- MicroStrategy says it hasn't received a margin call against a $205 million bitcoin-backed loan it took in March.
- Investors were concerned MicroStrategy, which has bet $4 billion on bitcoin, would be forced to liquidate some of it if faced with a margin call.
- "The margin call thing is much ado about nothing," Michael Saylor, MicroStrategy's CEO and founder, told CNBC.
Aggressive bitcoin investor and American software firm MicroStrategy says it hasn't received a margin call against a $205 million bitcoin-backed loan it took in March.
A margin call is a situation where an investor has to commit more funds to avoid losses on a trade made with borrowed cash.
Investors have been concerned that MicroStrategy, which has bet $4 billion on bitcoin, would be forced to liquidate some of its bitcoin holdings if faced with a margin call.
"The margin call thing is much ado about nothing," Michael Saylor, MicroStrategy's CEO and founder, told CNBC's "Squawk on the Street" Wednesday.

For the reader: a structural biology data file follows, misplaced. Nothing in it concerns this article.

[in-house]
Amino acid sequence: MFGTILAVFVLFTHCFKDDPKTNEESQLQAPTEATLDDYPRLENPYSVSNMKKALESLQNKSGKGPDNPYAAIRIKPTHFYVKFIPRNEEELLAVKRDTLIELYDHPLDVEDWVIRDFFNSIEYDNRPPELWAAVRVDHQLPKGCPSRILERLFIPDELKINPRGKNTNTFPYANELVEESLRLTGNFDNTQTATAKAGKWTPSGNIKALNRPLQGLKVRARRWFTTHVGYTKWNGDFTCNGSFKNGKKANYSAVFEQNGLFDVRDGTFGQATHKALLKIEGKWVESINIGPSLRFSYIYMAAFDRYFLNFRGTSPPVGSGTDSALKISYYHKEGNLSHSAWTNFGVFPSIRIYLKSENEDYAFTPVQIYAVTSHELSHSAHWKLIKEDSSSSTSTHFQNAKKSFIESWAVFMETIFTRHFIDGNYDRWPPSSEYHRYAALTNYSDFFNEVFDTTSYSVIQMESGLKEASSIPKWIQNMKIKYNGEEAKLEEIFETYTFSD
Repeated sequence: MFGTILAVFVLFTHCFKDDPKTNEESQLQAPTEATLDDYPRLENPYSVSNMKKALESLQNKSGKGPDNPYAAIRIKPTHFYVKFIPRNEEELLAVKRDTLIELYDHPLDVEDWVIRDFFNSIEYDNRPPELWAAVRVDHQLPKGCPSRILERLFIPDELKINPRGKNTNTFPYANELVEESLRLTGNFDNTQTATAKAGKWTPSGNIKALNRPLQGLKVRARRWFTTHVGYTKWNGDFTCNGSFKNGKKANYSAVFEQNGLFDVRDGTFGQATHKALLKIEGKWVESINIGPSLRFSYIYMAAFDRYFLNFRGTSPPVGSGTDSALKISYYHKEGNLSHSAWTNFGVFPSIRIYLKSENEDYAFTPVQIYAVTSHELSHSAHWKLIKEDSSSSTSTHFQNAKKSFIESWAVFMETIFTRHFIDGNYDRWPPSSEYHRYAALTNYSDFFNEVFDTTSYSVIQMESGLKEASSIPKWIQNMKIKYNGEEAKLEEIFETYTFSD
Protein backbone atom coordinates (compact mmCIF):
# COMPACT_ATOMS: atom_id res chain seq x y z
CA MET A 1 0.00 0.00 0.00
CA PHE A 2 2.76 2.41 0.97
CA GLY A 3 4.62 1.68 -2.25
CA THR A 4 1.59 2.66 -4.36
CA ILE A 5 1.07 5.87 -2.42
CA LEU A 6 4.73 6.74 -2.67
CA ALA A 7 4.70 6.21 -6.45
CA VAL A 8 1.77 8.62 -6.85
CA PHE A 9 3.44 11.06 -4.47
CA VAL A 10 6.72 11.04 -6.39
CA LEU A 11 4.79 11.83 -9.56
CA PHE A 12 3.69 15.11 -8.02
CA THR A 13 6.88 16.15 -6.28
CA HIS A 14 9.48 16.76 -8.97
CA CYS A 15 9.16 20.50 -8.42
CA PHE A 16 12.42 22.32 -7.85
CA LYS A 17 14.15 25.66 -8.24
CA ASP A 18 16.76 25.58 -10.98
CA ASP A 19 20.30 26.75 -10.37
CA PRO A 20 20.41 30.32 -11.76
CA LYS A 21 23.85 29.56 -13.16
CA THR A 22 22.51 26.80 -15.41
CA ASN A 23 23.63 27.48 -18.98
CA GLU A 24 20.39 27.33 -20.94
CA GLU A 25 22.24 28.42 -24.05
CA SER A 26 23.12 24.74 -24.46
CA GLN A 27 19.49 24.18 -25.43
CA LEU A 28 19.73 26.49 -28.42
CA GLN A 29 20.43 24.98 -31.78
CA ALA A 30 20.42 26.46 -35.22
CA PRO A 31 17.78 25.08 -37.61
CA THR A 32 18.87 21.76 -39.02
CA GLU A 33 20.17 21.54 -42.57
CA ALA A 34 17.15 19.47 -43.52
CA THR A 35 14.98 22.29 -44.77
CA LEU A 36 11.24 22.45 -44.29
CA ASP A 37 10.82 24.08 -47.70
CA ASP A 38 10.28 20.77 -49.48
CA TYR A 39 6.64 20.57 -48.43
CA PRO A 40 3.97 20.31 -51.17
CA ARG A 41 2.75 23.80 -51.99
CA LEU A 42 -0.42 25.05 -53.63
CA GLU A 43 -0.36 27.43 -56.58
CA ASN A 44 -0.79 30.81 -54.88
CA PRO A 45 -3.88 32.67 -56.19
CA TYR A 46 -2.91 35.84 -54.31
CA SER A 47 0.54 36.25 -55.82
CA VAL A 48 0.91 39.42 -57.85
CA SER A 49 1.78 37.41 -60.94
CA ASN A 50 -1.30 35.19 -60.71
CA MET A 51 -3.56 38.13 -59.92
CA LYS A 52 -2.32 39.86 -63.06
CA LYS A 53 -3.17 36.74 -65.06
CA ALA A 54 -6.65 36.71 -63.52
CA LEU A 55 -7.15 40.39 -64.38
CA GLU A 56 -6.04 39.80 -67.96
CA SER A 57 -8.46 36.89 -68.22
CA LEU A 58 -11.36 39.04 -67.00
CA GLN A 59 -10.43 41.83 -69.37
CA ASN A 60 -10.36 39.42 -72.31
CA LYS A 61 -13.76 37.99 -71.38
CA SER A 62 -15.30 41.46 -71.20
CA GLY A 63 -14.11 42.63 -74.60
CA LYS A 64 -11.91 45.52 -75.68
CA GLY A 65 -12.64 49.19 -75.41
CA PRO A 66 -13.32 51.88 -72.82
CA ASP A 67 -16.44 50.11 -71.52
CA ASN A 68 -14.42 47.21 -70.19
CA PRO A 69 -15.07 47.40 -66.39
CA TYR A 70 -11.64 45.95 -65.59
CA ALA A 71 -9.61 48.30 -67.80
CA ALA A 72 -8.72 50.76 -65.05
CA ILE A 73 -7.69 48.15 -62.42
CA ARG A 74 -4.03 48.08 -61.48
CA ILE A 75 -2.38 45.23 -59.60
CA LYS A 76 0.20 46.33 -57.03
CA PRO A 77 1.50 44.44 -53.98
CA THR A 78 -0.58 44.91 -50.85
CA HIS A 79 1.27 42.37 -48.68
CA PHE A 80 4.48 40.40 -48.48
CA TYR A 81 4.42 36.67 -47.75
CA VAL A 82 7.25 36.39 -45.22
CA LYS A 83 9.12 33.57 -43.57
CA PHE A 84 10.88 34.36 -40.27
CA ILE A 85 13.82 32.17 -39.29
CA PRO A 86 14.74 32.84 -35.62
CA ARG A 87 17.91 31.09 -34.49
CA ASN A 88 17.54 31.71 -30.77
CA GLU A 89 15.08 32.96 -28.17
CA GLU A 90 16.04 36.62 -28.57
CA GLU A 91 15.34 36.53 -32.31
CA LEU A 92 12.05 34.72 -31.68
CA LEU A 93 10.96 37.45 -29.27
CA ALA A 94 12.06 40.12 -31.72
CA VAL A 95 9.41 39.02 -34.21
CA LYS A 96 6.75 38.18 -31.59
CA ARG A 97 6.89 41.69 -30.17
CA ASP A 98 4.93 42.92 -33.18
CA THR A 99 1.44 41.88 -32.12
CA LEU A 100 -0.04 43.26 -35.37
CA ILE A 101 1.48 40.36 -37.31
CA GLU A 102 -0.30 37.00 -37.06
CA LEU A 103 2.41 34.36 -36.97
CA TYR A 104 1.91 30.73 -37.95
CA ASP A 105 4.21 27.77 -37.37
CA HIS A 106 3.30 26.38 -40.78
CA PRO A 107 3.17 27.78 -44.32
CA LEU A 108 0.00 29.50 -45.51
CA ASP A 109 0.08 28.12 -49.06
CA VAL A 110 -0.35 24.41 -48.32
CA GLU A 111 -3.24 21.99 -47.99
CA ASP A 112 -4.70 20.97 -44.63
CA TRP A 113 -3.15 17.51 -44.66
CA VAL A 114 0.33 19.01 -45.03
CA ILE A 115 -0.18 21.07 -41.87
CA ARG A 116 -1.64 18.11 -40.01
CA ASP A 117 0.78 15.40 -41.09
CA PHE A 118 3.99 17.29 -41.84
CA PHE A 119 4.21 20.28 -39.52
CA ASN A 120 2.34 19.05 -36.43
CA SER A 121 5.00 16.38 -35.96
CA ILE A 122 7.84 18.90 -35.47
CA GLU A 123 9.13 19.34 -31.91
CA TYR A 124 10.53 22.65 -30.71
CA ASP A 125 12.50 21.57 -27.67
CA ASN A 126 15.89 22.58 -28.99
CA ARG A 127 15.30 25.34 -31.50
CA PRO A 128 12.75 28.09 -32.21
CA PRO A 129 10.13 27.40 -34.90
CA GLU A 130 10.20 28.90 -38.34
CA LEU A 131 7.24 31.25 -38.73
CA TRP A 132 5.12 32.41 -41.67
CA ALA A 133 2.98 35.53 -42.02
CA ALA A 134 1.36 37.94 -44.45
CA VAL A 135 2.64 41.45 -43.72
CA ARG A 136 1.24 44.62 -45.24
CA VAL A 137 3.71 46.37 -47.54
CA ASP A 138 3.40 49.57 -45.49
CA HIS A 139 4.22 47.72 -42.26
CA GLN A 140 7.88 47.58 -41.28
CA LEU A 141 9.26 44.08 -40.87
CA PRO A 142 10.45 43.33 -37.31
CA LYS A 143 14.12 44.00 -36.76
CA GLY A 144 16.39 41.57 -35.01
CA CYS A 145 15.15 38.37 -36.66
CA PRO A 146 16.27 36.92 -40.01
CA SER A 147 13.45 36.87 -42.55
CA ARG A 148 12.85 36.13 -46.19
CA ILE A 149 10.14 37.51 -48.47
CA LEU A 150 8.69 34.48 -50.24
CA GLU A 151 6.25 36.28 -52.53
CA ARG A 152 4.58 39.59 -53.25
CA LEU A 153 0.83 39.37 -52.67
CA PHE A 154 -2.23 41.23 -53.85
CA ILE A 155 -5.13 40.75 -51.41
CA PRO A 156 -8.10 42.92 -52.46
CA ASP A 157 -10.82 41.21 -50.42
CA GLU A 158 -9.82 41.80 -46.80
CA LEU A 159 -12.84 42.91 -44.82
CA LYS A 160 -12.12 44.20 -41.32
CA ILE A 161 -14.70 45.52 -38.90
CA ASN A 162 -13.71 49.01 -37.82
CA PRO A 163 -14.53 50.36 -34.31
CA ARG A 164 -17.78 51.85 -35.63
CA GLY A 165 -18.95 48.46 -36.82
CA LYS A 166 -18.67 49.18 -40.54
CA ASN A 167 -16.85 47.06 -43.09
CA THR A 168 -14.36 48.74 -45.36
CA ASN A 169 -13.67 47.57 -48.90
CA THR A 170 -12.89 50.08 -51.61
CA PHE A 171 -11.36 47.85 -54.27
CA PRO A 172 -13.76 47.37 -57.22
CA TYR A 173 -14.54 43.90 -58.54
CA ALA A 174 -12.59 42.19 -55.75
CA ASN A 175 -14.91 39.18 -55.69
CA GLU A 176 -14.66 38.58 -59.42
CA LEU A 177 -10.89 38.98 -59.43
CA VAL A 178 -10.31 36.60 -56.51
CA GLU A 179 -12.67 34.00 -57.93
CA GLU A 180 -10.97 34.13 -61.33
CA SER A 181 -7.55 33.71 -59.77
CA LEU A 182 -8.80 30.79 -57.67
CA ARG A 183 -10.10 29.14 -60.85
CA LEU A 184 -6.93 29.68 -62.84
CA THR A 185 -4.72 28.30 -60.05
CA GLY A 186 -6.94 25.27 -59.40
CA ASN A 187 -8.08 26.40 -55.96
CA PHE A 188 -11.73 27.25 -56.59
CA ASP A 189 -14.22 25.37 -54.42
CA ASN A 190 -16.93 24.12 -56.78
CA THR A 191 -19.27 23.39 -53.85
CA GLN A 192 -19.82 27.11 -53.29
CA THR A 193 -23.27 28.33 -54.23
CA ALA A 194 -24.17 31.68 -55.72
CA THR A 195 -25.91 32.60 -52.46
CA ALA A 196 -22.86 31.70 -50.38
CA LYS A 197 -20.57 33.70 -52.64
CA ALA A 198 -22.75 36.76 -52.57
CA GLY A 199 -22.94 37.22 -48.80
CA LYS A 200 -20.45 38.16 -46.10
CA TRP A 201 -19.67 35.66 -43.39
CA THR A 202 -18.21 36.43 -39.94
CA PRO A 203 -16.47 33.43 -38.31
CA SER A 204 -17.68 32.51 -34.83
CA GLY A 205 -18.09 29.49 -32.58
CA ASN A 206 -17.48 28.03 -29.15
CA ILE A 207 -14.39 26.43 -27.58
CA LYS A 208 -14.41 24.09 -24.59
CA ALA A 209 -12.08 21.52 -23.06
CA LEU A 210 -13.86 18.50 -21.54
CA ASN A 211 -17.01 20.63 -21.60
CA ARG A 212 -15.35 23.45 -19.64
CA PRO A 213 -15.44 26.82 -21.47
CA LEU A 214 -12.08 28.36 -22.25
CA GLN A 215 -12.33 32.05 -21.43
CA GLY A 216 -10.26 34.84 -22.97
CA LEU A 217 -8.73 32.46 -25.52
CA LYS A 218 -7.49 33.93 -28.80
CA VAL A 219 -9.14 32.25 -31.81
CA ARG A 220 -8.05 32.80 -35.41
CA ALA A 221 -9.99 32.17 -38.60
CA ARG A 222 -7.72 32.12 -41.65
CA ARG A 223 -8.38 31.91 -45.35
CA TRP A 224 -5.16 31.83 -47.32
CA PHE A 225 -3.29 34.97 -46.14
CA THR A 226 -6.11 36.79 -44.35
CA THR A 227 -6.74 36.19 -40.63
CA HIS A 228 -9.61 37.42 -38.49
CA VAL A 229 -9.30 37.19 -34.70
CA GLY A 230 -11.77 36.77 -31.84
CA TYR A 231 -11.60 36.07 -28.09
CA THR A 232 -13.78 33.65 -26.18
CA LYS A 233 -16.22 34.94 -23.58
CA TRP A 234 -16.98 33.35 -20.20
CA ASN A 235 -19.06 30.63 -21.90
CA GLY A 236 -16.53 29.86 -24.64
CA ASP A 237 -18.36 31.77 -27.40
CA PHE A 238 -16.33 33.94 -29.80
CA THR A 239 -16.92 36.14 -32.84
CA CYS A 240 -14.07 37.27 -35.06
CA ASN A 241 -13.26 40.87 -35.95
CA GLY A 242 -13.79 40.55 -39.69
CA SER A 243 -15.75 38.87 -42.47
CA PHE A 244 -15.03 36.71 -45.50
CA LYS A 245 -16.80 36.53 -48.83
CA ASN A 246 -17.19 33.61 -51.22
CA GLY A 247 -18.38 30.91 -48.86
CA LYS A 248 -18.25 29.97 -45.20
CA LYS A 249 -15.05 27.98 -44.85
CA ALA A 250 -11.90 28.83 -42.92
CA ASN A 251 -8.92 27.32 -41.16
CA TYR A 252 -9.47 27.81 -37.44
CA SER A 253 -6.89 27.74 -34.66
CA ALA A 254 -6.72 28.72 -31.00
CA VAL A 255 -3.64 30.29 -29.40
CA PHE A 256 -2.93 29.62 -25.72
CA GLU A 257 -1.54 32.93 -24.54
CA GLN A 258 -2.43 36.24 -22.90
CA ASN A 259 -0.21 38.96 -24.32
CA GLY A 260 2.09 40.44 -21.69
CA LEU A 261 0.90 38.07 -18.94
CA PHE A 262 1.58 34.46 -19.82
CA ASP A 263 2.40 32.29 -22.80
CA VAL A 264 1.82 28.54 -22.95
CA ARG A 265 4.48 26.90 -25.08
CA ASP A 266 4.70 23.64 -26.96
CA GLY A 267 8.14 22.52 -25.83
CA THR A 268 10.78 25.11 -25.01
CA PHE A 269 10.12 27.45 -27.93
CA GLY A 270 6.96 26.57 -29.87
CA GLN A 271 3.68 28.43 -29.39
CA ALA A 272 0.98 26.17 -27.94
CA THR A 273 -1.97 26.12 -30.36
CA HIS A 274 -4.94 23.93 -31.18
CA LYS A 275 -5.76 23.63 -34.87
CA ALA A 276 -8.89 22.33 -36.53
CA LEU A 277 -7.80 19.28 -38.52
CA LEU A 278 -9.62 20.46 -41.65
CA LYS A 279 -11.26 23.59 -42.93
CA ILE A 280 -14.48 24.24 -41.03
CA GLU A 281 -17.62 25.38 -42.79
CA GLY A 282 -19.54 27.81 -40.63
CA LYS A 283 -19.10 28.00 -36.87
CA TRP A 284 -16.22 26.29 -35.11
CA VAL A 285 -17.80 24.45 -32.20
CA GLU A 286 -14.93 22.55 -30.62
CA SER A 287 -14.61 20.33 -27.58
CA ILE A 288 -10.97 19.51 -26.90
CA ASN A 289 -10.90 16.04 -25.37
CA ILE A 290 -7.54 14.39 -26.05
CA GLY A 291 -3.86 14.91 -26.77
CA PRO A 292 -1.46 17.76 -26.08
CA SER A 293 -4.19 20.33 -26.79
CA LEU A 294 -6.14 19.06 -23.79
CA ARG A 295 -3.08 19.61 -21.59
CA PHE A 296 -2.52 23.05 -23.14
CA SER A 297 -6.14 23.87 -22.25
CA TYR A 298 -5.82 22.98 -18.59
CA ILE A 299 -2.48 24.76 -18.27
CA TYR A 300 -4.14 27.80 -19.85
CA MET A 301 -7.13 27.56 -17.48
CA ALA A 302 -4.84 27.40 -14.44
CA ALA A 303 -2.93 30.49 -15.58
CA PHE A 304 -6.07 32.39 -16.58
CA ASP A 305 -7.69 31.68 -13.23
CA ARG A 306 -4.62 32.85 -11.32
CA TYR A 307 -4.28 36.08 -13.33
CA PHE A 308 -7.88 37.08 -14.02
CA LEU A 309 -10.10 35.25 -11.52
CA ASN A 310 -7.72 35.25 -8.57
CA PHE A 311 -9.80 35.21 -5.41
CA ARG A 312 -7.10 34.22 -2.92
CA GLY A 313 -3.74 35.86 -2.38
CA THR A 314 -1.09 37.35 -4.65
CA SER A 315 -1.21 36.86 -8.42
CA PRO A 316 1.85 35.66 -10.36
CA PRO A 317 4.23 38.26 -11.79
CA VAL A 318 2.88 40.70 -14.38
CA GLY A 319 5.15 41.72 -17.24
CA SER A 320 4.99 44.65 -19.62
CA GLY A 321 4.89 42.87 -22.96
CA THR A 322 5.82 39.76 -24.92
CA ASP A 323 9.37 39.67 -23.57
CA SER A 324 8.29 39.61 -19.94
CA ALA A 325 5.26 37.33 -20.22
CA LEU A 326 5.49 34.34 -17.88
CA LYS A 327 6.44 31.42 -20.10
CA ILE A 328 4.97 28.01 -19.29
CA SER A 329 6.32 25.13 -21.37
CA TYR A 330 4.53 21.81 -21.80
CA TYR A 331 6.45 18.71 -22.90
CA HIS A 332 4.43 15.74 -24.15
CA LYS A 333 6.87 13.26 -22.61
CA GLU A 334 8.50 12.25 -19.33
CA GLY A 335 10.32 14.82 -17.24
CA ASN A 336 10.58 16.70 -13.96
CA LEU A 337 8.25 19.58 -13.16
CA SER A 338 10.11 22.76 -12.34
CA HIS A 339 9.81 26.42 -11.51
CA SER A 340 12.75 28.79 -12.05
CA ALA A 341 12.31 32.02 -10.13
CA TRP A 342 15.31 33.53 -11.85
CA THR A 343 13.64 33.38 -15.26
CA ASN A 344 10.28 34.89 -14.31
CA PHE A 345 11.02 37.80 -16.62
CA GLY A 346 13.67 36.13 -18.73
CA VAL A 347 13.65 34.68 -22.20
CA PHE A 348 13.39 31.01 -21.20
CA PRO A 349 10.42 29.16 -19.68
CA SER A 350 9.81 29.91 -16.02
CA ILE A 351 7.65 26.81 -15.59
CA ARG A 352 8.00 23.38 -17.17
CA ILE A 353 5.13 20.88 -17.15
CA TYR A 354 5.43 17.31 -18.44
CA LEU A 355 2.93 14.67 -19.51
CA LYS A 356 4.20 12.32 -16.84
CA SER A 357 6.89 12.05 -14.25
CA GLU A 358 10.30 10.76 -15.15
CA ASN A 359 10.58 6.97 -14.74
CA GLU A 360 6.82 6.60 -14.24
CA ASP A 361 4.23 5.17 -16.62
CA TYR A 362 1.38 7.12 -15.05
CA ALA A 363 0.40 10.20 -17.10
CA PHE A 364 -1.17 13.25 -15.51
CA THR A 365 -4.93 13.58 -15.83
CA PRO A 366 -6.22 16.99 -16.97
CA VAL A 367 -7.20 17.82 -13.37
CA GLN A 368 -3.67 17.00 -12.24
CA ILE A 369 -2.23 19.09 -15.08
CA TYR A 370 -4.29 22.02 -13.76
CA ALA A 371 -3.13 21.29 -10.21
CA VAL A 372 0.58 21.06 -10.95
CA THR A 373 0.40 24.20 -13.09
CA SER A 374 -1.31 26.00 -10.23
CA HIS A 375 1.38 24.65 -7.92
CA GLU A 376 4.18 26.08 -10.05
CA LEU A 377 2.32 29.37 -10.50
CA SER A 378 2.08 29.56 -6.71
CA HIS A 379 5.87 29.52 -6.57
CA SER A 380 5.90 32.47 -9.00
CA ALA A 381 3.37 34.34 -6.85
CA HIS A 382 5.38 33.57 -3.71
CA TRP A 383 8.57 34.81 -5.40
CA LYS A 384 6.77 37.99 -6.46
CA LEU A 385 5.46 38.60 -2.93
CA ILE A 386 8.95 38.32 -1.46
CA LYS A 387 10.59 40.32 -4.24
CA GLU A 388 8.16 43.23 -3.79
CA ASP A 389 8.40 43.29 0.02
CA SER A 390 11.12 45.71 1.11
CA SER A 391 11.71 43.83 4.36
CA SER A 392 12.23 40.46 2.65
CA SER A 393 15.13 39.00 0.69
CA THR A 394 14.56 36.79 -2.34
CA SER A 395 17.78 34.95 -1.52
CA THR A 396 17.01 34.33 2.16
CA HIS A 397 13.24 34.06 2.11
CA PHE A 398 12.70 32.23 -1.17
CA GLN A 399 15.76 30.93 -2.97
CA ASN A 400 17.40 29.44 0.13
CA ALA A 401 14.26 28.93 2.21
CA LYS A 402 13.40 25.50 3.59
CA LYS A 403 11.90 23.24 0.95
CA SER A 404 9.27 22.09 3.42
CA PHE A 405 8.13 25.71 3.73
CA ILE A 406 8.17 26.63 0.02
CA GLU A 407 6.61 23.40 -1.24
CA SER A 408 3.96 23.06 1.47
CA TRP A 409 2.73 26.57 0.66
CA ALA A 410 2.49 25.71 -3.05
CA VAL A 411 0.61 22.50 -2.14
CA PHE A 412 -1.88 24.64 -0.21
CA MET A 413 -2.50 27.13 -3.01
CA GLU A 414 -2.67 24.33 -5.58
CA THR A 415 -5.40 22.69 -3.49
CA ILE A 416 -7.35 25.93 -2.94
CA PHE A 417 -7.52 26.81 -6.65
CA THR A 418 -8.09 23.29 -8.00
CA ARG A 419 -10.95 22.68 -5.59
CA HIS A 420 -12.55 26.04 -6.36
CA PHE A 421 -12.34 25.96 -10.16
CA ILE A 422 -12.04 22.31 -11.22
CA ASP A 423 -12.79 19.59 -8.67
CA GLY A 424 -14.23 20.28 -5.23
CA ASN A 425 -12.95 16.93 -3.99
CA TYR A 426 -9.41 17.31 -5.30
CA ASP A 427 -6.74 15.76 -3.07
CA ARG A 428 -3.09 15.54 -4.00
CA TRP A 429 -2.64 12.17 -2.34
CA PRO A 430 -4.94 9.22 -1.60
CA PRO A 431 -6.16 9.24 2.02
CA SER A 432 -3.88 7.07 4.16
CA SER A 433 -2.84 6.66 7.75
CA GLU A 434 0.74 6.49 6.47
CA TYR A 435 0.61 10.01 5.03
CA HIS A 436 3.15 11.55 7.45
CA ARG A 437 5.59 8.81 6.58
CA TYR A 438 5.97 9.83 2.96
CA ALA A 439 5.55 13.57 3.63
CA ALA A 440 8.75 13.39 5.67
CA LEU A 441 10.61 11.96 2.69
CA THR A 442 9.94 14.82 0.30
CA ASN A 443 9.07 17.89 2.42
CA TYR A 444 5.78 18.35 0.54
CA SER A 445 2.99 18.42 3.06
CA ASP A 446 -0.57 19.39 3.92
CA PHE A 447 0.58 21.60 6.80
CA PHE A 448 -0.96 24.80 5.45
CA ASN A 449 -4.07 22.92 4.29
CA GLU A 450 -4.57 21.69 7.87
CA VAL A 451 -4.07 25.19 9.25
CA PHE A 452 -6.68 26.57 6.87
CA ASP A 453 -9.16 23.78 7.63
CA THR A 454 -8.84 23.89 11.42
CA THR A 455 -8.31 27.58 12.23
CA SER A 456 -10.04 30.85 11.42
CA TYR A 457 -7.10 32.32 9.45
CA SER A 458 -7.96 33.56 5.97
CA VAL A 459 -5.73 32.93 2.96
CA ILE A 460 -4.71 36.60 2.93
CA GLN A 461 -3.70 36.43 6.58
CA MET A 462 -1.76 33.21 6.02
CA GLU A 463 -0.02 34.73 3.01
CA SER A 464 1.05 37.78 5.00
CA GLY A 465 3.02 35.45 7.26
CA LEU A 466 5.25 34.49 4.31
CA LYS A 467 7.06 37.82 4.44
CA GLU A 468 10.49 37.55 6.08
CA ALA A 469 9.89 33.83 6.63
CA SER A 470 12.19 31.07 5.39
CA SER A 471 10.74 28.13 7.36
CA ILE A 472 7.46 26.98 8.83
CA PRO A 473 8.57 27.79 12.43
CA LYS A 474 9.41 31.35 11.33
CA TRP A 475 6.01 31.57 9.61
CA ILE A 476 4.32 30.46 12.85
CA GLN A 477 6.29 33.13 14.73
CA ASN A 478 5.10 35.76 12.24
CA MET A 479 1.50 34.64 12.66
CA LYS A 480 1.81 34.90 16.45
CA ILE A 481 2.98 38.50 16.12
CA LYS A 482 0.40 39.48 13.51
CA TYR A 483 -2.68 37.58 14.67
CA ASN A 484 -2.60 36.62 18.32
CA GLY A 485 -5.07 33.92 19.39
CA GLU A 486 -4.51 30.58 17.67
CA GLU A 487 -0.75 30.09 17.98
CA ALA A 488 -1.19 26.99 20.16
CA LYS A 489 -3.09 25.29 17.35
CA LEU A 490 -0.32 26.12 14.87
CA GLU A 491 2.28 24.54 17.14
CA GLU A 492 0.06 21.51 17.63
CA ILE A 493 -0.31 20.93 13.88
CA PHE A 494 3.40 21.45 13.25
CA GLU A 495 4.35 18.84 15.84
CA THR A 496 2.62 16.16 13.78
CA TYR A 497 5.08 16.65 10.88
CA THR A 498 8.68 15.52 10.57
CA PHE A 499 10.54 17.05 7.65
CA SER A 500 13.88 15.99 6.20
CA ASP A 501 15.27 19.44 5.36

In March, MicroStrategy borrowed $205 million in a three-year loan from crypto-focused bank Silvergate to buy more bitcoin, using its own bitcoin holdings to secure the loan.
MicroStrategy's chief financial officer previously highlighted in May that if bitcoin was to drop below $21,000, it could trigger a margin call.
The world's largest cryptocurrency briefly plunged below $21,000 on Tuesday in this week's big selloff.
Saylor said the firm was "10x overcollateralized" on its bitcoin-backed loan.
"We feel like we have a fortress balance sheet," he said. "We're comfortable and the margin load is well managed."
Shares of MicroStrategy, considered by some as a proxy for investing in bitcoin, have tumbled 70% since the start of the year.
As at March 31, MicroStrategy held 129,218 bitcoins, each purchased at an average price of $30,700, according to a company filing. The company is the largest corporate investor of bitcoin.
Saylor has previously said MicroStrategy has more than enough bitcoin to cover its loan requirements. He said bitcoin prices would need to fall below $3,500 before more collateral would be required. He tweeted Tuesday that the company anticipated volatility and structured its balance sheet so that it can remain invested.
— CNBC's Ryan Browne contributed to this report.